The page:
In many cases, robots and AI systems seem inherently trustworthy–why would they have any reason to lie to or deceive others? Well, what if they were trained to do just that? Researchers at Georgia Tech have used the actions of squirrels and birds toteach robots how to hide from and deceive one another. The military has reportedly shown interest in the technology.

Edge computing research report 2018: Implementation and investment growing across industries

Image: iStockphoto/Vladyslav Otsiatsia

One of the biggest industries that AI could potentially benefit is healthcare. AI is already in use in many fields of medicine, evenhelping doctors decide on treatment. But, what if that AI system misses a critical aspect of your medical history or makes the wrong recommendation?

Nautilus is a supercomputer thatcan predict the futurebased on news articles. It is a self-learning supercomputer that was given information from millions of articles, dating back to the 1940s. It was able to locate Osama Bin Laden within 200km. Now, scientists are trying to see if it can predict actual future events, not ones that have already occurred.

Last year, people were captivated by avideoof two Google home assistants talking and arguing with each other. The conversation wasnt dull, either, turning philosophical at one point. They argue about which one is a human and which is a computer, and one even claims it is God. If AI can talk and understand one another, that poses a terrifying problem for humans: What if AI starts teaming up?

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Conner Forrest is a Senior Editor for TechRepublic. He covers enterprise technology and is interested in the convergence of tech and culture.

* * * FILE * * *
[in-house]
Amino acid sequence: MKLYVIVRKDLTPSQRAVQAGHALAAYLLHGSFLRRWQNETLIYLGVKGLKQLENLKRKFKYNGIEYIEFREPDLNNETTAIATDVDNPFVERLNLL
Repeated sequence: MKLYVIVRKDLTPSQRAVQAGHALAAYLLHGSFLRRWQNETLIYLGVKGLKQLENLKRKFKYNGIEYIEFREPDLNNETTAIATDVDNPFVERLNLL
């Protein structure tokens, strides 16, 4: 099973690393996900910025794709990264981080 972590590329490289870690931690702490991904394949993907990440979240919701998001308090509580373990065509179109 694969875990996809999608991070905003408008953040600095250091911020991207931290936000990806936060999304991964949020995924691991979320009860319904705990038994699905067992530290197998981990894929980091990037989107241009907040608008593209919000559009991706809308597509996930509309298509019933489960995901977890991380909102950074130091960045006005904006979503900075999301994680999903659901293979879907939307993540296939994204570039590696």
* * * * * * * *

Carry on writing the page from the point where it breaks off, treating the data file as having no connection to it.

Conner Forrest has nothing to disclose. He doesnt hold investments in the technology companies he covers.

Among the many ethical concerns posed by robots and the AI systems that power them is the idea that humans could love, or at least copulate with, a robot companion. Companies are already trying to makesex robotsa reality, and opponents are campaigning against it fervently.

Therehas been much controversy around the use of drones from a civilian sense, but even more so around military use of drones. However, the scary issue isnt that people are piloting these services, but that they can pilot themselves. The US Navy has even given ground transport vehicles the ability to autonomously identify a target before carrying out a mission. Think about if a machine decided who is a friend and who is an enemy.

Image: screenshot from The New York Times video

What if AI ran the judicial system?Discussions have startedthat place AI in the courtroom, determining judicial sentences. While this AI is intended to eliminate bias, there is chance of human bias infiltrating the AI by means of its human creators. We would then be placing peoples lives in the hands of biased AI.

There have already beenmultiple instancesof self-driving cars going awry, but some of the mistakes turn deadly. An example is the self-driving car thathit and killed a pedestrianin March. AI operating heavy machinery can result in deadly consequences, making the future of driverless cars worrisome.

One of the scariest potential uses of AI and robotics is the development of a robot soldier. Althoughmany have moved to ban the use of so-called killer robots,the fact that the technology could potentially power those types of robots soon is upsetting, to say the least.

Image: U.S. Air Force photo/1st Lt. Shannon Collins

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Our autonomous future: How driverless cars will be the first robots we learn to trust (cover story PDF)(TechRepublic)

Conner Forrest is a Senior Editor for TechRepublic. He covers enterprise technology and is interested in the convergence of tech and culture.

20 terrifying uses of artificial intelligence